1. A robot may not injure a human being or, through inaction, allow a human being to come to harm. 2. A robot must obey the orders given it by human beings except where such orders would conflict with the First Law. 3. A robot must protect its own existence as long as such protection does not conflict with the First or Second Laws.
Asimov used these precepts as the basis for dozens of fictional works, and he felt that he was ”probably more famous for them than for anything else I have written.” The three laws gained general acceptance among readers and among other science-fiction writers; Asimov, in his autobiography, wrote that they ”revolutionized” science fiction and that ”no writer could write a stupid robot story if he used the Three Laws. The story might be bad on other counts, but it wouldn’t be stupid.” The laws became so popular, and seemed so logical, that many people believed real robots would eventually be designed according to Asimov’s basic principles.
The novels of Isaac Asimov’s Foundation series were written as ”future histories,” or stories being told in a society of the distant future which relates events of that society’s history. The concept was not invented by Asimov, but there can be little doubt that he became a master of the technique. In his autobiographies, Asimov stated that his concept for the future history formula arose out of his love of reading histories of past civilizations and empires. Foundation (1951), Foundation and Empire (1952), and Second Foundation (1953) have achieved special standing among science-fiction enthusiasts. In 1966, the World Science Fiction Convention honored them with a special Hugo Award as the best all-time science-fiction series.
Throughout his long career, Asimov was known for his innovation in mixing science fiction with other popular genres, thus widening the appeal of the often marginalized literary subset. His books about robots—most notably I, Robot, The Caves of Steel, and The Naked Sun—did much to legitimize science fiction by augmenting the genre’s traditional material with the narrative structures of such established genres as mystery and detective stories, while displaying a thematic concern for technological progress and its implications for humanity.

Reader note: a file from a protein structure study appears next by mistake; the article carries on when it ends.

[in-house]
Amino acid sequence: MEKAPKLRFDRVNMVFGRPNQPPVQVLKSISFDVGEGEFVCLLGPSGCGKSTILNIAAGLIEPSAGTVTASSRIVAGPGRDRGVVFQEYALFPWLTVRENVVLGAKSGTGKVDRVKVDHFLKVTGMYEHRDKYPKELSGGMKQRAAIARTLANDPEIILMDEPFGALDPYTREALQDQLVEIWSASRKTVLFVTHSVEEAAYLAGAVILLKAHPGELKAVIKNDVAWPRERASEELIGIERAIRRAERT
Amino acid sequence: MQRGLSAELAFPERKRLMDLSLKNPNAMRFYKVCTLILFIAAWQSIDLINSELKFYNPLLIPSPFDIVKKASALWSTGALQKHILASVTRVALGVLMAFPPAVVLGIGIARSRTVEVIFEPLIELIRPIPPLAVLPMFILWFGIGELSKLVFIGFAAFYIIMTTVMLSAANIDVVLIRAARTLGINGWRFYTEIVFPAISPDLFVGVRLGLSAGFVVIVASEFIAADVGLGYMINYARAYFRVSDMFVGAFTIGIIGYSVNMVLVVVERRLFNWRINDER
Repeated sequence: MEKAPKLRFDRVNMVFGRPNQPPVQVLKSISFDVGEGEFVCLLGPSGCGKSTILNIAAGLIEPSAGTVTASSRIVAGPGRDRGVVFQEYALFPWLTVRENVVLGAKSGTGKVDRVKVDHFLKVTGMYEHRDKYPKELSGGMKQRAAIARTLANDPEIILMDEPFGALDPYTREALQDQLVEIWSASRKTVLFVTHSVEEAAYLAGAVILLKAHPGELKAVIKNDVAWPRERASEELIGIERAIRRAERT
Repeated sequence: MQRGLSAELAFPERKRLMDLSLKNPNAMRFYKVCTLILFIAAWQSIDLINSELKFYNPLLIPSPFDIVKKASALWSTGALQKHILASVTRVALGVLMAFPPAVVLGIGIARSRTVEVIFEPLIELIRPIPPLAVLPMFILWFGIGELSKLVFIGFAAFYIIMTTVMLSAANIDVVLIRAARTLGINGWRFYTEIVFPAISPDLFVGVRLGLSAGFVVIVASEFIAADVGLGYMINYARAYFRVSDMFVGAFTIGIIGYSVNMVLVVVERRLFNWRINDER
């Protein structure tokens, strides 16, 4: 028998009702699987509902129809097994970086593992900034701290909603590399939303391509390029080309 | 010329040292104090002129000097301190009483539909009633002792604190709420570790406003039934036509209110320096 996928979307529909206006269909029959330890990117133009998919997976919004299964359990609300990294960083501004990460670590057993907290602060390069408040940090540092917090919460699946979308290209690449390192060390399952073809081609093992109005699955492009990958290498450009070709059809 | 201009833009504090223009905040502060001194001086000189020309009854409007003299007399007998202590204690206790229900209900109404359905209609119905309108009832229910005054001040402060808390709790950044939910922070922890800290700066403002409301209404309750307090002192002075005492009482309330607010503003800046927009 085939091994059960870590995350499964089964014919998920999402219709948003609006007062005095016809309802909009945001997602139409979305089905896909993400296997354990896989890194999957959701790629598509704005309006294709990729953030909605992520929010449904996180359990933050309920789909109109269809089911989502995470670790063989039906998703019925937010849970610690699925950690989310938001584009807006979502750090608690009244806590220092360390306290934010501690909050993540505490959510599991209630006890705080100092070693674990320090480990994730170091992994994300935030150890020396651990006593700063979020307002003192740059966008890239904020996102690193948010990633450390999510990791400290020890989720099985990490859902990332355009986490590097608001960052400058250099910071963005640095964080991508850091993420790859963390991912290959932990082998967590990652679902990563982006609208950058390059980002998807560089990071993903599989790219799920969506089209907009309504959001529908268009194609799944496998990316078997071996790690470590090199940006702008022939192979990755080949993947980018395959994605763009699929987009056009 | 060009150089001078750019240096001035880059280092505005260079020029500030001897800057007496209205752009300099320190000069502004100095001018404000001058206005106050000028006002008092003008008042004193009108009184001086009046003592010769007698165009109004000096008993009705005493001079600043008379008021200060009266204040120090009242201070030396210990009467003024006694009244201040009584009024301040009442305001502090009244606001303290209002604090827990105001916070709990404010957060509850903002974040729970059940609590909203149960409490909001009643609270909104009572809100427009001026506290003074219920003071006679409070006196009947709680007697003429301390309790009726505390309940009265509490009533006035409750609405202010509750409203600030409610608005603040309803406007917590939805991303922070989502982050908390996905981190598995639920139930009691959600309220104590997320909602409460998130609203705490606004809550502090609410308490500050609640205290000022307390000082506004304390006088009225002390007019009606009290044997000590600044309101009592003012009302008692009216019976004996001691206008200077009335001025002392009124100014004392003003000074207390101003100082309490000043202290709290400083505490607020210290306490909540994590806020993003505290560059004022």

Works in Critical Context
Many critics, scientists, and educators believe Asimov’s greatest talent was for popularizing or, as he called it, ”translating” science for the lay reader. His many fiction and nonfiction books on atomic theory, chemistry, astronomy, and physics have been recognized for their extraordinary clarity, and Asimov has been praised for his ability to synthesize complex data into readable, unthreatening prose. An editorial in The Washington Post concluded that he redefined the rule ”as to how many things a person is allowed to be an expert on” and that his ”extraordinary capabilities aside, [his] breadth of interest deserves more admiration than it gets.”
In I, Robot—a collection of nine short stories linked by key characters and themes—Asimov describes a future society in which human beings and nearly sentient robots coexist. Critics consider it a pivotal work in the development of realistic science fiction literature, mainly for its elaboration of Asimov’s ”Three Laws of Robotics” as a viable ethical and moral code. I, Robot is also significant for its espousal of the benefits of technology—a rather rare position in the history of science fiction and fantastic literature, which traditionally viewed technology and science as threats to human existence.
The critical reception of I, Robot has been generally favorable. Most commentators applaud Asimov’s Three Laws of Robotics, arguing that they give the stories a sense of realism and moral depth. Others note his ability to tell an engaging story and his facility for combining elements of the mystery and detective genres with the conventions of science fiction. Although many critics fault Asimov’s predictable characterizations and “naive” sentimentality, most credit his realistic, ethical portrayal of futuristic society in I, Robot as revolutionary in the science fiction genre, changing the way fantastic literature could be conceived and written.
- Boerst, William J. Isaac Asimov: Writer of the Future. Greensboro, N.C.: Morgan Reynolds, 1998.
- Carter, Paul A. The Creation of Tomorrow: Fifty Years of Magazine Science Fiction. New York: Columbia University Press, 1977.
- Knight, Damon. The Futurians. New York: John Day, 1977.
- Miller, Marjorie. Isaac Asimov: A Checklist. Kent, Ohio: Kent State University Press, 1972.
- Olander, Joseph D., and Martin Harry Greenberg, eds. Isaac Asimov. New York: Taplinger, 1977.
- Patrouch, Joseph F. The Science Fiction of Isaac Asimov. Garden City, N.J.: Doubleday, 1974.
- Samuelson, David N. Twentieth-Century Science-Fiction Writers, 2nd edition. Detroit, Mich.: St. James Press, 1986.
- Slusser, George E. Isaac Asimov: The Foundations of His Science Fiction. San Bernardino, Calif.: Borgo Press, 1979.